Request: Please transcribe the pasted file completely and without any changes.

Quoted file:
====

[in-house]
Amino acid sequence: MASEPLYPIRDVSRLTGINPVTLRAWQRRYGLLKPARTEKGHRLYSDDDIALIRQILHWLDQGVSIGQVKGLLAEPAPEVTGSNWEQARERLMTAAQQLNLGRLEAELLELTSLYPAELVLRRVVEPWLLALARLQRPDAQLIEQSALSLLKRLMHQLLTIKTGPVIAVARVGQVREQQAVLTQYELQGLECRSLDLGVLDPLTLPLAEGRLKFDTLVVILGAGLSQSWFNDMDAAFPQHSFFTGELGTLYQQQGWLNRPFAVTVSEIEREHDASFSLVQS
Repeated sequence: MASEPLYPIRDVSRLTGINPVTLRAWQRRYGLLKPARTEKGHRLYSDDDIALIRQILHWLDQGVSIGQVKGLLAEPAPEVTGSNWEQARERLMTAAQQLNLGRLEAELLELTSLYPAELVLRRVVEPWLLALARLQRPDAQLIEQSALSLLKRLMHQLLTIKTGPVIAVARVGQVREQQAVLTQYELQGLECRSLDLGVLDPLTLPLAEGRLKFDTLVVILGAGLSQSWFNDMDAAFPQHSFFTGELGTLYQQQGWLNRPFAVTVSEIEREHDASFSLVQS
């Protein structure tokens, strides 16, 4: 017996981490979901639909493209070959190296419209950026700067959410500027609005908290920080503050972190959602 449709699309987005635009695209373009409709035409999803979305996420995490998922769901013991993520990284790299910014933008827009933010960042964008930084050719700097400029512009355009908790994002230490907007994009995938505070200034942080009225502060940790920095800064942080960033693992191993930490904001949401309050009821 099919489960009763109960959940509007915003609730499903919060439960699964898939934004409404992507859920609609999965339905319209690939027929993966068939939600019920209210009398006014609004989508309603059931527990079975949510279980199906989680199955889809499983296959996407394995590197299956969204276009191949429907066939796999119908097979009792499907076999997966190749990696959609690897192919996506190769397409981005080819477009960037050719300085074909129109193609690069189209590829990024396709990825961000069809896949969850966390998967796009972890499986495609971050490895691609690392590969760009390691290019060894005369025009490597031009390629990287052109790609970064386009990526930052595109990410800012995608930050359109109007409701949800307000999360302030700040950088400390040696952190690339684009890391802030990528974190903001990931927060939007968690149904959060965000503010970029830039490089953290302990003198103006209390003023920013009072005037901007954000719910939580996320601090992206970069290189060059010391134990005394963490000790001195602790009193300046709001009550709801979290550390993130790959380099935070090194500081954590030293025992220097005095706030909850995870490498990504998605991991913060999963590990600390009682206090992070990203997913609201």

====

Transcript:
[in-house]
Amino acid sequence: MASEPLYPIRDVSRLTGINPVTLRAWQRRYGLLKPARTEKGHRLYSDDDIALIRQILHWLDQGVSIGQVKGLLAEPAPEVTGSNWEQARERLMTAAQQLNLGRLEAELLELTSLYPAELVLRRVVEPWLLALARLQRPDAQLIEQSALSLLKRLMHQLLTIKTGPVIAVARVGQVREQQAVLTQYELQGLECRSLDLGVLDPLTLPLAEGRLKFDTLVVILGAGLSQSWFNDMDAAFPQHSFFTGELGTLYQQQGWLNRPFAVTVSEIEREHDASFSLVQS
Repeated sequence: MASEPLYPIRDVSRLTGINPVTLRAWQRRYGLLKPARTEKGHRLYSDDDIALIRQILHWLDQGVSIGQVKGLLAEPAPEVTGSNWEQARERLMTAAQQLNLGRLEAELLELTSLYPAELVLRRVVEPWLLALARLQRPDAQLIEQSALSLLKRLMHQLLTIKTGPVIAVARVGQVREQQAVLTQYELQGLECRSLDLGVLDPLTLPLAEGRLKFDTLVVILGAGLSQSWFNDMDAAFPQHSFFTGELGTLYQQQGWLNRPFAVTVSEIEREHDASFSLVQS
């Protein structure tokens, strides 16, 4: 017996981490979901639909493209070959190296419209950026700067959410500027609005908290920080503050972190959602 449709699309987005635009695209373009409709035409999803979305996420995490998922769901013991993520990284790299910014933008827009933010960042964008930084050719700097400029512009355009908790994002230490907007994009995938505070200034942080009225502060940790920095800064942080960033693992191993930490904001949401309050009821 099919489960009763109960959940509007915003609730499903919060439960699964898939934004409404992507859920609609999965339905319209690939027929993966068939939600019920209210009398006014609004989508309603059931527990079975949510279980199906989680199955889809499983296959996407394995590197299956969204276009191949429907066939796999119908097979009792499907076999997966190749990696959609690897192919996506190769397409981005080819477009960037050719300085074909129109193609690069189209590829990024396709990825961000069809896949969850966390998967796009972890499986495609971050490895691609690392590969760009390691290019060894005369025009490597031009390629990287052109790609970064386009990526930052595109990410800012995608930050359109109007409701949800307000999360302030700040950088400390040696952190690339684009890391802030990528974190903001990931927060939007968690149904959060965000503010970029830039490089953290302990003198103006209390003023920013009072005037901007954000719910939580996320601090992206970069290189060059010391134990005394963490000790001195602790009193300046709001009550709801979290550390993130790959380099935070090194500081954590030293025992220097005095706030909850995870490498990504998605991991913060999963590990600390009682206090992070990203997913609201």